What Is Nyctinasty?
Nyctinasty is a condition where some plants have their petals or stamens (the part of the flower containing pollen) turn into spikes. These are called nectarines because they contain sweet liquid nectar. The spike-like petal will remain attached to the plant’s stem until it falls off naturally or is removed by hand. Sometimes these spikes can grow up to several inches long!
The term “nurse” was used in the past to refer to nyctinasty. Nurse refers to a female nurse bee, which is why the name became popular. However, today most people use nurse instead of nyctinasty since it is much easier for them to pronounce. Some people also say “nyc-tin-a-tus”.
It is interesting to note that there are many different types of nyctinasty. There are those that only occur on certain kinds of flowers, and others that happen on any kind of flowering plant. Some people believe that the condition occurs due to a genetic defect in the plants themselves; however, scientists disagree with this theory. They think it may be caused by stress from being grown in poor conditions such as low light levels or high temperatures.
The word nyctinasty comes from the two words “nycto” meaning nighttime and “sthesis” meaning closing. In fact, this condition is also called “nocturnal movement”.
Nyctinasty and Other Conditions
Some plants only display nocturnal movement in certain conditions. For example, the leaves of some types of mint plants will fold up during the night. However, they do not close completely but only fold up partially. Other types of plants start closing their leaves as the sun goes down and keep them closed all night.
If you want to grow nyctinastic plants from seed, you should wait until nighttime to sow them. This will encourage the plants to develop the nocturnal movement condition at an early stage.
Nyctinastic Conditions Aren’t Uncommon
Many different types of plants display nyctinastic conditions. In fact, the condition has been found in nearly every multicellular organism that has been studied so far.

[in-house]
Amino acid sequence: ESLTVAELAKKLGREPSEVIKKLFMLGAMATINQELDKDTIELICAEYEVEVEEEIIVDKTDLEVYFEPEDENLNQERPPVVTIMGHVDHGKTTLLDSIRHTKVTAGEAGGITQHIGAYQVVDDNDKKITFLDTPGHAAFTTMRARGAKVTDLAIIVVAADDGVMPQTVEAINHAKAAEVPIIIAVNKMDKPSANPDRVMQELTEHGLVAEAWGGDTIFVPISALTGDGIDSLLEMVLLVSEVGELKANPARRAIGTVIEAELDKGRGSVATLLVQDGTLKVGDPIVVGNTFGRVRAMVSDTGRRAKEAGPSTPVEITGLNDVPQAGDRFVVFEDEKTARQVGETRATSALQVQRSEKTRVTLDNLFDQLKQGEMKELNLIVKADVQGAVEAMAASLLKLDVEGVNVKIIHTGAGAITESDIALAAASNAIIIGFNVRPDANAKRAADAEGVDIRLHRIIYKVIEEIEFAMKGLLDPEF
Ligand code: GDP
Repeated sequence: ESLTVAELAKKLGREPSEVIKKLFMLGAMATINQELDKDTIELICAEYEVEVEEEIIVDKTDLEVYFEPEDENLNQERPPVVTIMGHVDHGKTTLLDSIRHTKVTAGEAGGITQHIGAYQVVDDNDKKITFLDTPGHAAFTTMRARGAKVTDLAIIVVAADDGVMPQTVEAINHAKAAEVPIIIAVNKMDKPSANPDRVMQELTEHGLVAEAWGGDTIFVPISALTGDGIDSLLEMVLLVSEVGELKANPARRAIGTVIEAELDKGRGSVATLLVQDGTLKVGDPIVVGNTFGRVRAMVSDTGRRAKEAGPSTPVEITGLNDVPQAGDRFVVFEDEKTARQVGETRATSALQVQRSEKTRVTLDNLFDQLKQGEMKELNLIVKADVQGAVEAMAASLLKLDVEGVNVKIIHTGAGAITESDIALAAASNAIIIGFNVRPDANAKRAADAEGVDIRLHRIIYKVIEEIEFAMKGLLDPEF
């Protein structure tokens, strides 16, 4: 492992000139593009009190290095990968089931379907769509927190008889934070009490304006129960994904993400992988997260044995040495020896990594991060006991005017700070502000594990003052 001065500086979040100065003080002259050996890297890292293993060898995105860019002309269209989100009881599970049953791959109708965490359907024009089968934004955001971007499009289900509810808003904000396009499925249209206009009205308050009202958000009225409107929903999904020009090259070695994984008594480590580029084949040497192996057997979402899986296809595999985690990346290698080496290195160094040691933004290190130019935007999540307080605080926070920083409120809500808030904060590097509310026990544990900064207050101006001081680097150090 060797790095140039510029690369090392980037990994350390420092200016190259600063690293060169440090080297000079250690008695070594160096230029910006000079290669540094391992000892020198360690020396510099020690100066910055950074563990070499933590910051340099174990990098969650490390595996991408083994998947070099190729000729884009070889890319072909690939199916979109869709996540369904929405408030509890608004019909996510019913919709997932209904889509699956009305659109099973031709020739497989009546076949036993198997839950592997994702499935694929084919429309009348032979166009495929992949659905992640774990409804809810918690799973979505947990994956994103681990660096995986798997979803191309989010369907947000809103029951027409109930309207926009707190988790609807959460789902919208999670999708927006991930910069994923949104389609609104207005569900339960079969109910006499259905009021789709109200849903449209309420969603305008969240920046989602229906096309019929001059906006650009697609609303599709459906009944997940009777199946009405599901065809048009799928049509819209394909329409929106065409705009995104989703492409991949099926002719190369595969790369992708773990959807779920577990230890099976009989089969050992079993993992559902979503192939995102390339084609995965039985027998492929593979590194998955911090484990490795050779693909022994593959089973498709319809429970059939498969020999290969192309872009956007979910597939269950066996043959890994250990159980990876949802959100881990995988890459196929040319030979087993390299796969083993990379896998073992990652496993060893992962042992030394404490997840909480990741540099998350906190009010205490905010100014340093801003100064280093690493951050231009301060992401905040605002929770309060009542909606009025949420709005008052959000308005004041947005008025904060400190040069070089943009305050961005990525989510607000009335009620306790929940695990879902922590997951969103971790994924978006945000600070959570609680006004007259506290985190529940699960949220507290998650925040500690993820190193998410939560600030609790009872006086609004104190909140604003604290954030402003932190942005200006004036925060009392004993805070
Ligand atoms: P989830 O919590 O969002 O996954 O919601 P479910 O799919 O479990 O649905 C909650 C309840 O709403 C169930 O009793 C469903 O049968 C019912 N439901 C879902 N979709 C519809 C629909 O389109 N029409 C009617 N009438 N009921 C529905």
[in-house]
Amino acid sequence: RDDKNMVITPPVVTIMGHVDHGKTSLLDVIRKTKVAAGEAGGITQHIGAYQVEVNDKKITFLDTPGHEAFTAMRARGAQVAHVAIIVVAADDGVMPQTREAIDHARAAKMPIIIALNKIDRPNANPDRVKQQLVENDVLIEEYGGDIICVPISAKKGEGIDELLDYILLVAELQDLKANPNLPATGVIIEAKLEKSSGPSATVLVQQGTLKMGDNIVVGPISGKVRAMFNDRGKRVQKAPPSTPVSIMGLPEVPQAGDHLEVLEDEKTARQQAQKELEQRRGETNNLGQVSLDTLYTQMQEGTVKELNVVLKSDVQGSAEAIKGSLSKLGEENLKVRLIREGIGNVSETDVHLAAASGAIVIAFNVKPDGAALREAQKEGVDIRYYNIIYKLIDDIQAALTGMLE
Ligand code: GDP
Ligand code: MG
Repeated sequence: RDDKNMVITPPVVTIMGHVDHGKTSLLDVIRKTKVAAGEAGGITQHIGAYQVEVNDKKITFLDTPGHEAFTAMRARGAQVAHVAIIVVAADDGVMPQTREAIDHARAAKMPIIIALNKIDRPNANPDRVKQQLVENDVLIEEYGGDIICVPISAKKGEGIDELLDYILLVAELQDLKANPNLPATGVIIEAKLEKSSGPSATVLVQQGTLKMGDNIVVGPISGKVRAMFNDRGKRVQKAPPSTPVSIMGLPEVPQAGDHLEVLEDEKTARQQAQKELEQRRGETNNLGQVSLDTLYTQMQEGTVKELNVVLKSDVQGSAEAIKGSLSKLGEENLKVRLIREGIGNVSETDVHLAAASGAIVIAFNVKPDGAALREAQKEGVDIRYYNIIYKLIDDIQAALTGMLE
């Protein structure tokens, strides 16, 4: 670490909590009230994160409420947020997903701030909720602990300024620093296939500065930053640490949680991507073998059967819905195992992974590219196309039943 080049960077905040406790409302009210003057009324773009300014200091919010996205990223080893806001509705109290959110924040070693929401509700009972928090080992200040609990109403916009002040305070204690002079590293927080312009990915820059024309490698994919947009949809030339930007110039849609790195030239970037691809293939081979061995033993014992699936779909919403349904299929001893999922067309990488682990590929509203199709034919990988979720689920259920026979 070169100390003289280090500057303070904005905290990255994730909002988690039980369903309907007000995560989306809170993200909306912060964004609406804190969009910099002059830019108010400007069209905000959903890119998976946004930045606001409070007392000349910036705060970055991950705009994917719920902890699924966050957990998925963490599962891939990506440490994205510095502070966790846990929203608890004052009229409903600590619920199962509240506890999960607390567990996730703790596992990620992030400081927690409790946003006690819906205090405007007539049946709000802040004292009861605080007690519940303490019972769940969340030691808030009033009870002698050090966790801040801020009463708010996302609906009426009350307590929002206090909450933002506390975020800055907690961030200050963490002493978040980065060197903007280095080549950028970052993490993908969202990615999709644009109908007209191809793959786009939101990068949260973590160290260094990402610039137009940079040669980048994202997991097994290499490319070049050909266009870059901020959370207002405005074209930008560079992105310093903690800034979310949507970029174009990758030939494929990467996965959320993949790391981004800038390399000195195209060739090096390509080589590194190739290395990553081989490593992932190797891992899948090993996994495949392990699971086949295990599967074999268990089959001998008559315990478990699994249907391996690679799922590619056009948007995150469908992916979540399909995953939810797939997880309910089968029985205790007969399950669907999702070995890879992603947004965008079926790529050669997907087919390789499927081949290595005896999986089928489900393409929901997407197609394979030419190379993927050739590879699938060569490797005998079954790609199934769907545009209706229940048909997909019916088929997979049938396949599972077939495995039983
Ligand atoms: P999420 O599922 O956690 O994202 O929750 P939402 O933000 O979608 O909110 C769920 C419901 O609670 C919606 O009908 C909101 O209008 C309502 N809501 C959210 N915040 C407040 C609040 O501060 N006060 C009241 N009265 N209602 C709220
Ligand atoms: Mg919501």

The closing movement is not always a spiky leaf. Sometimes it is the stamen. If you look at the flowers of some types of bougainvillea plants, you will see this happening. Other plant types display their stamens closing up at night.
Other types of plants display movement occurring in the petals or leaves. Sometimes the whole plant will fold up in a similar way to how the flowers do.
Some scientists think that nyctinastic conditions make plants more successful in surviving than other types of plants. They think that this condition helps protect the plant’s vital organs during the cold of night, allowing them a better chance of withstanding below freezing temperatures.
How to Make Your Own Nyctinastic Plant
This experiment should only be done under adult supervision. You will need:
1 fresh green bean
1 cup of water
1 small saucepan
a heat-resistant glass
a marker pen
a ziplock bag or plastic wrap (optional)
What You Have To Do:
Put the cup of water in the saucepan and place the pan on a stove burner. Place the green bean and the heat-resistant glass in the ziplock bag or wrap them up in plastic wrap. (This is to prevent water from getting on them and possibly breaking them during the experiment.) Place the glass with the plant inside it in the pan of water once it has come to a boil. Watch what happens when you do this.
What Is Happening?
As the plant is heated, its cells start to rapidly lose water through their pores. The sudden loss of turgor pressure due to this water loss makes the plant fold up.
The boiling water will prevent the plant from losing any more water since it is already in its liquid state. The plant, unable to draw water through its pores due to the boiling temperature, is forced to curl up to accommodate the loss of turgor pressure.
This experiment could be performed on other types of plants such as flowers or herbs. If you substitute vinegar for the water in this experiment, you will see a similar result. Acetic acid, which is one of the components of vinegar, can cause a loss of turgor pressure in a plant.